The $1 DVD rental debate: LA group says Redbox will lose movie makers $1B
We know many Hollywood studios view Redbox $1 DVD rental kiosks as a problem that must be kept in check. A recent report from the Los Angeles Economic Development Corporation (LAEDC) says those rental kiosks could represent a billion dollar drain on Hollywood's revenues.
The report, entitled "The Economic Implications of Low-Cost DVD Rentals" (PDF available here) characterizes those red boxes as pockmarks on the face of a sickened home video industry.
LAEDC, which is led by Bill Allen, alum of CBS Television and MTM Productions (you may recall its sweet logo), says that $1 rentals cannibalize DVD sales, lower the perceived value of DVD movies, and cause conflicts with other retail channels.
Based on market records and estimates, LAEDC predicts these three factors will have a snowball effect on the industry. For each billion in home video revenue, the motion picture industry earns $250 million, which translates into $1.5 billion in economic output, according to the group. Therefore, if a billion in revenue is lost, LAEDC predicts catastrophic after-effects, including a loss of 9,280 jobs with earnings totaling $395 million, a decrease of $35.4 million in contributions to health and welfare funds for guild members, and $30 million in lost tax revenue.
"Of the 9,280 jobs, almost half will occur in the Information sector. In addition to motion picture sound and recording industries, this sector includes publishing industries, radio and television broadcasting, telecommunications industries, and Internet service providers," the study says.
The majority of the 27-page report is report is dedicated to drawing a parallel between $1 DVD rentals and a corresponding decrease in the retail sales of DVDs. But most of the information is speculation based upon what the group admits are "limited" data sets, and calls its estimation "problematic" because "the dynamic feedback between [the rental and retail] markets makes estimation especially difficult."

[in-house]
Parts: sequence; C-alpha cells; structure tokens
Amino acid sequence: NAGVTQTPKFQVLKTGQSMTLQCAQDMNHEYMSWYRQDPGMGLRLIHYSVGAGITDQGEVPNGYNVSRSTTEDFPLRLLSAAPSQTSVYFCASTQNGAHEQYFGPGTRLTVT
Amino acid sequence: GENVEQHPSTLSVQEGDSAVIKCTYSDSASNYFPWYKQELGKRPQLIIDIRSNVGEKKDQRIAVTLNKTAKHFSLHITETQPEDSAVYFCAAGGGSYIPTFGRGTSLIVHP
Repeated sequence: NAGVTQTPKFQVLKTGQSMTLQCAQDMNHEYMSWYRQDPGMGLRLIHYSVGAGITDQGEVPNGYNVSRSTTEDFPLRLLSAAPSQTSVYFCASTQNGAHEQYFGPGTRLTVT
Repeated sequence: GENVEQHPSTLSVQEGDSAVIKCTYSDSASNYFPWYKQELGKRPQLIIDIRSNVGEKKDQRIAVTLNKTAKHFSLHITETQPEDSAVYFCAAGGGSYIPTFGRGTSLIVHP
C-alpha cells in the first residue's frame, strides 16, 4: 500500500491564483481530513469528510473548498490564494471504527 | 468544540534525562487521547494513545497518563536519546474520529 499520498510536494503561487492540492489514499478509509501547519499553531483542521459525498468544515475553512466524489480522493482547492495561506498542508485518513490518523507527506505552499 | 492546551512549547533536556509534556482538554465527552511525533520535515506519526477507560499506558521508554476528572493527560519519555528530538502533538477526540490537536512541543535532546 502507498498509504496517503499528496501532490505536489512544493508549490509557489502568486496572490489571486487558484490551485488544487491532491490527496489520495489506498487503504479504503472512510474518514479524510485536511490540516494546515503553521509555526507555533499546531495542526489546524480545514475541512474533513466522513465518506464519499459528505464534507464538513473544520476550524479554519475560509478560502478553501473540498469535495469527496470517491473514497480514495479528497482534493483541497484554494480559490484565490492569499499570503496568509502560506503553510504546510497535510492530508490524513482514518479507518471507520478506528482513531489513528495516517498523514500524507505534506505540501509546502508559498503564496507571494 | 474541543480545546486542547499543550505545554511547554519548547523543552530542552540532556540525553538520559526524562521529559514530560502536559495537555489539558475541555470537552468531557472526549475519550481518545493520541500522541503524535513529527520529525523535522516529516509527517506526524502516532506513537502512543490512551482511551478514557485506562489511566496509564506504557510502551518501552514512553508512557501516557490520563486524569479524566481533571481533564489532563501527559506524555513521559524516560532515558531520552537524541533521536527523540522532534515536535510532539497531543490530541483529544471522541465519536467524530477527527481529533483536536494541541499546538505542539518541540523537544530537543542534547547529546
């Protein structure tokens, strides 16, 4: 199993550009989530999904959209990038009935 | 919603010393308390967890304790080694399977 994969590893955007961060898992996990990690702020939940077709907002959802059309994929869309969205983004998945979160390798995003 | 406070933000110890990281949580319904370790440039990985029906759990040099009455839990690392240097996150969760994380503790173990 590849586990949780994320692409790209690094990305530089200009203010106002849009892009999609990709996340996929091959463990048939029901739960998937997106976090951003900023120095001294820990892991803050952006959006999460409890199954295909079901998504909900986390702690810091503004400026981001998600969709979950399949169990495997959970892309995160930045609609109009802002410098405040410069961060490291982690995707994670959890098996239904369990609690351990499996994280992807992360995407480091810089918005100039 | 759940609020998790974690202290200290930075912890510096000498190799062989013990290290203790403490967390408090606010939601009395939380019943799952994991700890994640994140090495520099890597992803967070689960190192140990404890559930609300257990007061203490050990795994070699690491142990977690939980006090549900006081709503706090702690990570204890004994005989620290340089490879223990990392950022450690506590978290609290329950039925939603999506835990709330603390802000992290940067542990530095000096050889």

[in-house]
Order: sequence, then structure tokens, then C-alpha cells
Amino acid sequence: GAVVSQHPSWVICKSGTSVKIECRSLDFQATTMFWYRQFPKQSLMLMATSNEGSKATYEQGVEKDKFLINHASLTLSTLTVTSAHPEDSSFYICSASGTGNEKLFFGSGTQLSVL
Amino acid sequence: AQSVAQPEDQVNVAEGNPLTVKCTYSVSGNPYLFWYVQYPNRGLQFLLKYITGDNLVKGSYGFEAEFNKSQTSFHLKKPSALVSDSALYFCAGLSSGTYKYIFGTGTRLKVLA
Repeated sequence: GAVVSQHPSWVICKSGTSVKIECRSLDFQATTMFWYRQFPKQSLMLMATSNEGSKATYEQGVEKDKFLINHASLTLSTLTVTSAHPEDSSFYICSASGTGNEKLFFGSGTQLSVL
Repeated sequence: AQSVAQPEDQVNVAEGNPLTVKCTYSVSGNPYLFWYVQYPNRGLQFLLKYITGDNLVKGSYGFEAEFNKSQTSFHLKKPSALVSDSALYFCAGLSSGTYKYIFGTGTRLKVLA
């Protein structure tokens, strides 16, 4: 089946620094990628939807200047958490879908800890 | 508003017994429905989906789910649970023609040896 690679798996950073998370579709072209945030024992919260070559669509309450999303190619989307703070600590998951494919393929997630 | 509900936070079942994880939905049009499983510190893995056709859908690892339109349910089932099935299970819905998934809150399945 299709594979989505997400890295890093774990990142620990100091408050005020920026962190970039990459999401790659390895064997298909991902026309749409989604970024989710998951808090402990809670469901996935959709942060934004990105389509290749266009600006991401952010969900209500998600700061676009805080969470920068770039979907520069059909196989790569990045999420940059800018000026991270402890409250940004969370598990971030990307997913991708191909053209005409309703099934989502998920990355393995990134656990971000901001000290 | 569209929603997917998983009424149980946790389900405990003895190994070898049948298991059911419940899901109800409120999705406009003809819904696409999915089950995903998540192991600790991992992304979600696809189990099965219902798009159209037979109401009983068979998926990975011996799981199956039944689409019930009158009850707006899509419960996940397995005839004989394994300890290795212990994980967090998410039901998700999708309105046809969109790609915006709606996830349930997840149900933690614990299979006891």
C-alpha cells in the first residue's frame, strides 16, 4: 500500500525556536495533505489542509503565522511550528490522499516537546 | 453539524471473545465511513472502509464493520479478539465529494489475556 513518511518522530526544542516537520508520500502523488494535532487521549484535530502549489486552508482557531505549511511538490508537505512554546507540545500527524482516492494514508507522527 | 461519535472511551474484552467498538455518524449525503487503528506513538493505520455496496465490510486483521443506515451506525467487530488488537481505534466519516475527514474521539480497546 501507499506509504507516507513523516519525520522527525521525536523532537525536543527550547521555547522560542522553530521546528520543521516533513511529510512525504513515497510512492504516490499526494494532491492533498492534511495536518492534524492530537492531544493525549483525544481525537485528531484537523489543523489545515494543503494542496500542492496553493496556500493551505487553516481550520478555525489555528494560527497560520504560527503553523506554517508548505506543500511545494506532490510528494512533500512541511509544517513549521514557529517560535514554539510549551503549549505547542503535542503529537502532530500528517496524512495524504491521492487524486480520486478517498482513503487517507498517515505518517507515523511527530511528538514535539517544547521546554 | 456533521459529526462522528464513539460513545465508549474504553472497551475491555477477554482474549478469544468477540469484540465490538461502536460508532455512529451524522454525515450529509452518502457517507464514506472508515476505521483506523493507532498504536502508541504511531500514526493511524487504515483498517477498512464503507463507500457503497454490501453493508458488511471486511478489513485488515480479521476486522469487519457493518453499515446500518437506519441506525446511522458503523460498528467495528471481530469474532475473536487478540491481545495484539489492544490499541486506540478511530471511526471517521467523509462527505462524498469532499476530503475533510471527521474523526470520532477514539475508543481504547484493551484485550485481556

Furthermore, it says, "Foregone revenues from low-cost new release DVD rentals may be hard to distinguish from other transformational shifts in the industry, such as...the current recession...digital delivery of content through Internet providers...[and] households opting for other forms of entertainments, such as gaming and social networking."
Indeed, even in LAEDC's methodology, it says it cannot reliably predict a title's sales and rental balance. For example, the retail cost of a DVD may be cut due to the title's poor box office performance; but the lower cost can actually improve the title's sales beyond expectations, so why couldn't the same be done with rentals? It is conceivable that a cheaper rental price may stand to increase the consumption of a title which otherwise lacked buzz and would have performed poorly.
Even if singularly, a cheap rental draws one more consumer away from a DVD purchase -- as LAEDC contests that rentals do -- collectively, cheap rentals have drawn more consumers to titles they may have otherwise have avoided.
Redbox told Betanews that it has already proven this to be true. "The recent film Management starring Jennifer Aniston performed better at Redbox than it did at the box office," the company's representatives told us today. In this case, its kiosks actually served as a growth engine for Hollywood.
The company added, "Redbox promotes Hollywood titles to more than 200 million people that pass by the Redbox locations each week, driving increased awareness and viewership."